Getting the Most Out of Social Media

Drawing upon the case of a recently established organization, charity:water, the McKinsey Quarterly outlines lessons on how to make the most effective use of social media.  It all comes down to effectively relating a compelling story:

Tell a story. [charity:water founder Scott] Harrison’s personal journey—evoking themes of redemption, change, and hope—engaged others on an emotional level. By candidly discussing in media interviews and YouTube videos why and how he started charity: water, the thoughtful, accessible, and youthful Harrison helped viewers fall in love with him and his cause.

Empathize with your audience. Let people engage with your brand to learn what’s important to them and how it relates to your campaign. charity: water evoked empathy through the use of photographs and videos that revealed the urgency of the water problem in the developing world. Instead of relying just on statistics, the organization promoted compelling stories that forced people to think about what it would be like to live without access to clean water.

Emphasize authenticity. True passion is contagious, and the more authenticity you convey, the more easily others can connect with you and your cause. Because of charity: water’s commitment to transparency, donors not only understand the history that gave rise to the organization but also know exactly where their money goes. Reports and updates on the charity’s Web site connect donors directly to the results of their generosity.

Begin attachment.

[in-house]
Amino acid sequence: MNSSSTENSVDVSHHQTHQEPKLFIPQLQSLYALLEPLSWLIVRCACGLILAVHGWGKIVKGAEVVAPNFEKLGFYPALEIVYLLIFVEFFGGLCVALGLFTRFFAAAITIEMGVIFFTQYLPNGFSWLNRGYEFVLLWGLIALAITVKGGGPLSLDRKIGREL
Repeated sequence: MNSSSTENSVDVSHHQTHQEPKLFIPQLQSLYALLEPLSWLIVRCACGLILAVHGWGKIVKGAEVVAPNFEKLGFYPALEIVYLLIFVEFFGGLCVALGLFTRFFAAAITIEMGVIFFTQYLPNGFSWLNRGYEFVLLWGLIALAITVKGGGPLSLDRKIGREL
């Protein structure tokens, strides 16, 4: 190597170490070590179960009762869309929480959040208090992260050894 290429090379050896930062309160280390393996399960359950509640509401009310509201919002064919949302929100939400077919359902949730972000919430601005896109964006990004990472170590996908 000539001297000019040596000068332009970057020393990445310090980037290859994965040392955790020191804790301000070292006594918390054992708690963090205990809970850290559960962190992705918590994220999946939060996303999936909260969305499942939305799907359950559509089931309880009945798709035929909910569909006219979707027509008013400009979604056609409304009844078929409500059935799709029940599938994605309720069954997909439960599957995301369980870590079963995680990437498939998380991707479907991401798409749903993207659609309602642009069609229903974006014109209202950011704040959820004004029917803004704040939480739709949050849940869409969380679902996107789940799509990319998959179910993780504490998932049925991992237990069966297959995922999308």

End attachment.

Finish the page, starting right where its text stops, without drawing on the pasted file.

Match the media with the message. How and where you say something can be as important as what you say. charity: water has a staff member dedicated to updating various social-media platforms and creating distinctive messages for Twitter and Facebook fan pages. The organization also relies heavily on video. One of charity: water’s most effective video projects involved convincing Terry George, the director of the film Hotel Rwanda, to make a 60-second public-service announcement in which movie star Jennifer Connelly took a gasoline can to New York City’s Central Park, filled the can with dirty water from the lagoon, and brought it home to serve to her two children. The producers of the reality TV show American Idol agreed to broadcast the spot during the program, ensuring that more than 25 million viewers saw it.

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